Dutch Courts have always had discretion in granting or refusing preliminary injunctions but, in practice, Dutch Courts rarely made use of this discretion and instead assessed validity and infringement and then granted or refused the preliminary injunction on the basis of this assessment. Going forward, we are likely going to see more preliminary injunction cases where the preliminary injunction is refused on the basis of a weighing of interests.
In the area of claim construction, on 8 June 2018, the Netherlands Supreme Court confirmed the decision of the Court of Appeal of The Hague in Resolution v AstraZeneca with respect to a patent claiming the product rosuvastatin and non-toxic pharmaceutical acceptable forms thereof. The Court of Appeal held that the inventive concept behind the patent concerned the discovery of a new group of statins, particularly rosuvastatin, with good HMG-CoA reductase inhibiting activity and that this justified a broad construction rather than a narrow construction limited to the specific salt-forms mentioned in the patent specification. The Supreme Court decision confirms that the inventive concept and extent of innovation brought by a patent can justify a broad claim construction.
Until recently, there was no "pharmacy exemption" in Netherlands patent law. This changed on 1 February 2019, when Article 53(3), second sentence of the Dutch Patent Act 1995 came into force introducing a pharmacy exemption for the preparation of medicines in the pharmacy in Netherlands patent law. The "pharmacy exemption" is limited to pharmacy preparation for direct use for individual cases on prescription and not for production on a commercial scale. However, several pharmacists are actively communicating their intention to compound products and the Dutch Ministry of Health takes the position that compulsory licensing and pharmacy compounding are suitable tools in restricting the "excessive pricing" of medicinal products.
Finally, in the area of trade secrets, on 28 October 2018, the Netherlands implemented the EU Trade Secrets Directive. The new Trade Secrets Protection Act introduced changes to the rules of procedure. Among the most important changes is the introduction of the possibility of a confidentiality club, which allows for access to certain trade secret information under confidentiality to a limited number of individuals. Under certain circumstances, access can even be limited to lawyers only.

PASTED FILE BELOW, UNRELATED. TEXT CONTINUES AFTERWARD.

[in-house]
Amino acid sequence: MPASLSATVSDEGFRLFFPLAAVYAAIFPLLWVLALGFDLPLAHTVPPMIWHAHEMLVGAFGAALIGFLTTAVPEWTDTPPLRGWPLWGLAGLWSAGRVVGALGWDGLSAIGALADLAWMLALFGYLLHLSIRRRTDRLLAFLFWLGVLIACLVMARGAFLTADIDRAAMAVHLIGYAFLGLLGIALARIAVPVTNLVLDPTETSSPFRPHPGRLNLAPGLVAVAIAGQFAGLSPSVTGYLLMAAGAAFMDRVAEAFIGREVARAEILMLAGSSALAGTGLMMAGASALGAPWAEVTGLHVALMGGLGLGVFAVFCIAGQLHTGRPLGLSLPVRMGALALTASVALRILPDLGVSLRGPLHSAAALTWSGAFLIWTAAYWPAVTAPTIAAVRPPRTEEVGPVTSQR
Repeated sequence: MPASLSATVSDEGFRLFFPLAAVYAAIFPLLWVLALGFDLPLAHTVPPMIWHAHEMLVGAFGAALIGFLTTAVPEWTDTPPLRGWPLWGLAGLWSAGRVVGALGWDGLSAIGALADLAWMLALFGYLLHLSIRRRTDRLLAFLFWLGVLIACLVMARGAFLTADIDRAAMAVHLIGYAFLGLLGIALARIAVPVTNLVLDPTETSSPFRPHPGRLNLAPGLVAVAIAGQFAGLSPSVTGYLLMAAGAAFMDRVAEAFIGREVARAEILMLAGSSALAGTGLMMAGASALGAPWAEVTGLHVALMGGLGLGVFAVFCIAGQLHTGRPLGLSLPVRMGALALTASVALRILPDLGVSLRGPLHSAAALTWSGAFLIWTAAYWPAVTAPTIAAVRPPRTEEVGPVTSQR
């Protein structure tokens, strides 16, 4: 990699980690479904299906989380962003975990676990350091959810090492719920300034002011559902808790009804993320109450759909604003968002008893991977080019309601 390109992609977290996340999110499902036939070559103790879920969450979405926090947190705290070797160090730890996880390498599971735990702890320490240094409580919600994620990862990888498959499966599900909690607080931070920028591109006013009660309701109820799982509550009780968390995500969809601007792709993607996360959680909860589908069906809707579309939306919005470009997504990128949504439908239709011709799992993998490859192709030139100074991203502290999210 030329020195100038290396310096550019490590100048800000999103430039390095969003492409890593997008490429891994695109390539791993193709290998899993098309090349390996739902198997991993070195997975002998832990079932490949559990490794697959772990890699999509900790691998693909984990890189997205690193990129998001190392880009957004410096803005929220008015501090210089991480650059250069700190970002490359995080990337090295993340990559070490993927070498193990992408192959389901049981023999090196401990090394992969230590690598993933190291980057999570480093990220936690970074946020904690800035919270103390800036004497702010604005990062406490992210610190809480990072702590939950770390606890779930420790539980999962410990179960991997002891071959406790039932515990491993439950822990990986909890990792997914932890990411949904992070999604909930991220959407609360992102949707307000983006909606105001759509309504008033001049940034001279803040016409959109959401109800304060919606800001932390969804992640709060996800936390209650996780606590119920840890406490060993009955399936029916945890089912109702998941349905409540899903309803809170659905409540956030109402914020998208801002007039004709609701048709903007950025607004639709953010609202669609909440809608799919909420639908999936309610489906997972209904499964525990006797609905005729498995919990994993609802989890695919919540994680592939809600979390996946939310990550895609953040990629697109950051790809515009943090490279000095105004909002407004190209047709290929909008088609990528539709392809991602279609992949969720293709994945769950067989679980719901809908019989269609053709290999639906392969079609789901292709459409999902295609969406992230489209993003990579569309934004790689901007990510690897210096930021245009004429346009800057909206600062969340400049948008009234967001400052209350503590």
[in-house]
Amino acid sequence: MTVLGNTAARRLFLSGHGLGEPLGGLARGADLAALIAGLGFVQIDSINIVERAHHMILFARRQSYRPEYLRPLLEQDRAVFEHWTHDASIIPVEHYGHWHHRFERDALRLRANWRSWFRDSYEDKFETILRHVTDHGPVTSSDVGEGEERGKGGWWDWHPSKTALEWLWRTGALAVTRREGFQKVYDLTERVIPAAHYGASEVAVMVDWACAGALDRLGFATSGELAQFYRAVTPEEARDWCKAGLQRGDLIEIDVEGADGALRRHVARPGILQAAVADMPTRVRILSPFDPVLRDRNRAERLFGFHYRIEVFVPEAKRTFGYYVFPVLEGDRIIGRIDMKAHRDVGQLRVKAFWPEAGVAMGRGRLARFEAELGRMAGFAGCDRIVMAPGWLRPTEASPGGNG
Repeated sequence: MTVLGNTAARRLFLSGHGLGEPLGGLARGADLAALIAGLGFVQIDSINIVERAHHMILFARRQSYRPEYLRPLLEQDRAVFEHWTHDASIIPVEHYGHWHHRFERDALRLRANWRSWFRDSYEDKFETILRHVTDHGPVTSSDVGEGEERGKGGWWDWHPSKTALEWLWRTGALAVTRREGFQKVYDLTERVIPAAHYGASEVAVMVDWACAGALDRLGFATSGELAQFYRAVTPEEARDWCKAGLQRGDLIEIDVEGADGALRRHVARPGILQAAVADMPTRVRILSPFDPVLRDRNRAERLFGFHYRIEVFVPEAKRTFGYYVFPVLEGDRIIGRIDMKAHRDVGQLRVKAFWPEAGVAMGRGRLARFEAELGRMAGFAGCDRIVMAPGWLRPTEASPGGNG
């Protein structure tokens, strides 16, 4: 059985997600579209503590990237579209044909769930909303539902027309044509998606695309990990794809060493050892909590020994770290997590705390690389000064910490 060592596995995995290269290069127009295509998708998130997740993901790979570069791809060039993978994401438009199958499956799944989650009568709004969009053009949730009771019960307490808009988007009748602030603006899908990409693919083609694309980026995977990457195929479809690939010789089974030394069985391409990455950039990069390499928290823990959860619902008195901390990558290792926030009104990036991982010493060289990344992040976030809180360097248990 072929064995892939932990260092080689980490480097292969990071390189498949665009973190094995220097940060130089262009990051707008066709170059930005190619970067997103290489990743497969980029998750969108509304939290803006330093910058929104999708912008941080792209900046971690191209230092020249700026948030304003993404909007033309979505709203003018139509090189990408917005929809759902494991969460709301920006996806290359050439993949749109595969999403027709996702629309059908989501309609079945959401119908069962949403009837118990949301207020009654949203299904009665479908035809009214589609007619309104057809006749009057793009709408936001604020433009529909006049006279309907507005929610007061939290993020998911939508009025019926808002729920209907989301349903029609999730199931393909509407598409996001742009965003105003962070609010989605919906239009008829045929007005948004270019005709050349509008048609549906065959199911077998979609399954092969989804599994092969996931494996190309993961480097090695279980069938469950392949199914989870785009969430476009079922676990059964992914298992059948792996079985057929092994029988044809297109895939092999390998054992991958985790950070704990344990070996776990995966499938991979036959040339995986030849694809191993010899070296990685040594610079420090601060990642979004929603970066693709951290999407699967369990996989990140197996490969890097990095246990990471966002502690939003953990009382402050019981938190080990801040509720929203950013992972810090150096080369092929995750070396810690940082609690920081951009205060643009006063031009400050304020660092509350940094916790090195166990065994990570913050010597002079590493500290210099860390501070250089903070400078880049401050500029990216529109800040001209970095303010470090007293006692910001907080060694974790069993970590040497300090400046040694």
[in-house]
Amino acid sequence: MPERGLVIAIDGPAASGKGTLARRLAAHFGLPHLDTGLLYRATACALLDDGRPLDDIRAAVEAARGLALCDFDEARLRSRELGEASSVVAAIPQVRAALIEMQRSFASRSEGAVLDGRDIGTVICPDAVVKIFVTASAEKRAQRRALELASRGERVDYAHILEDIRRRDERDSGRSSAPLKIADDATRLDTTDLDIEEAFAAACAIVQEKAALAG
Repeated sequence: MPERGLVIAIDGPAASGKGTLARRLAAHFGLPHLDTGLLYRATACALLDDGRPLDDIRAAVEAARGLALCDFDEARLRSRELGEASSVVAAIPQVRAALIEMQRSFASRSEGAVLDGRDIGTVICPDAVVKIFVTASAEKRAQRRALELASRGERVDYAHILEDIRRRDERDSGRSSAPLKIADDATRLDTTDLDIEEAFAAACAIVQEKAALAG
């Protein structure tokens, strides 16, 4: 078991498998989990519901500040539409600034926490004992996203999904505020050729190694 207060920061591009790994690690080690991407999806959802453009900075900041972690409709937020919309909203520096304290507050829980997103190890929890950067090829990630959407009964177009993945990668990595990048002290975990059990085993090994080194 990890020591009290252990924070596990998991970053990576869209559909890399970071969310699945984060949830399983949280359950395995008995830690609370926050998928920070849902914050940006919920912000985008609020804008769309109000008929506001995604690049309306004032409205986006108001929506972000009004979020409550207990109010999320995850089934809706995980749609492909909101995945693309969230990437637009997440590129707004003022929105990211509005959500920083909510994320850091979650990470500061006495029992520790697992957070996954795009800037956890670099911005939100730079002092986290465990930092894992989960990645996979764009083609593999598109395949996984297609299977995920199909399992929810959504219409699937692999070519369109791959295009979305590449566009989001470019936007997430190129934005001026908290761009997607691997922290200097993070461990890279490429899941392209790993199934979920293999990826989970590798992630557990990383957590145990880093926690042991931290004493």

Netherlands law now also provides for the possibility for the winning party to recover its reasonable and equitable legal costs in trade secrets cases. Furthermore, the Dutch Supreme Court ruled on 28 September 2018 that trade secret holders can conduct ex parte evidentiary seizures and detailed descriptions at the premises of parties suspected of trade secret misappropriation (Organik v Dow). This all makes the Netherlands a favourable place to litigate trade secret cases.
Italy, like other European countries, sees continued interest in second medical-use patents. Italian case law on second medical use patents is still scarce and often not to the point. Italian courts (in particular, the court of Milan) are currently handling several cases concerning dosage patents. While a couple of decisions have already been issued in 2018, more are expected to come in 2019. One particular topic of interest will be infringement by 'skinny labels', ie, medicinal products where a patented indication has been removed from the label, and whether these products can still infringe that same indication patent.
In Russia, 2018 was an interesting year for patent litigation in that the Russian courts for the first time allowed patentees to bring actions for patent infringement based on a mere threat of patent infringement (rather than actual infringement). In practice, this means that patentees can now sue earlier than before and do not have to wait until the infringement is actually happening. This is particularly important for patentees in the pharmaceutical space, where the first generic market entry will often cause particularly large and irrecoverable damage. Russia has also seen a version of 'patent linkage', whereby a pricing authorisation may be revoked if the product is covered by a third-party patent. One reaction by generic manufacturers has been to refer to their own patents (eg, to a crystalline form of an otherwise protected compound) by way of an 'own patent-use defence' against originator patent infringement claims. Equally, generics have been trying to obtain compulsory licences based on 'dependency', stating that their own patents are dependent on the originator patent. However, only two compulsory licences have been granted by Russian courts to date in favour of one Russian generic producer. Some cases are still pending and the statutory criteria for compulsory licences ('significant economic advantage' and 'important technicalachievement') are vague and we expect that they will be further clarified by the Russian courts in 2019.
In Japan, the patent litigation system has been under review since the autumn of 2018, particularly in respect of potential new evidence-gathering mechanisms. Unlike the US and some European jurisdictions, Japan does not currently have an extensive discovery or disclosure system. In order to assist less well-resourced companies in obtaining potentially relevant evidence of patent infringement, there is now a proposal that courts may in future permit certain specialists to conduct inspections of facilities based in Japan, not dissimilar to the continental European systems for search and seizure (with some modifications to alleviate concerns about the disclosure of trade secrets). It will be both interesting and important to see whether the proposal in due course becomes law.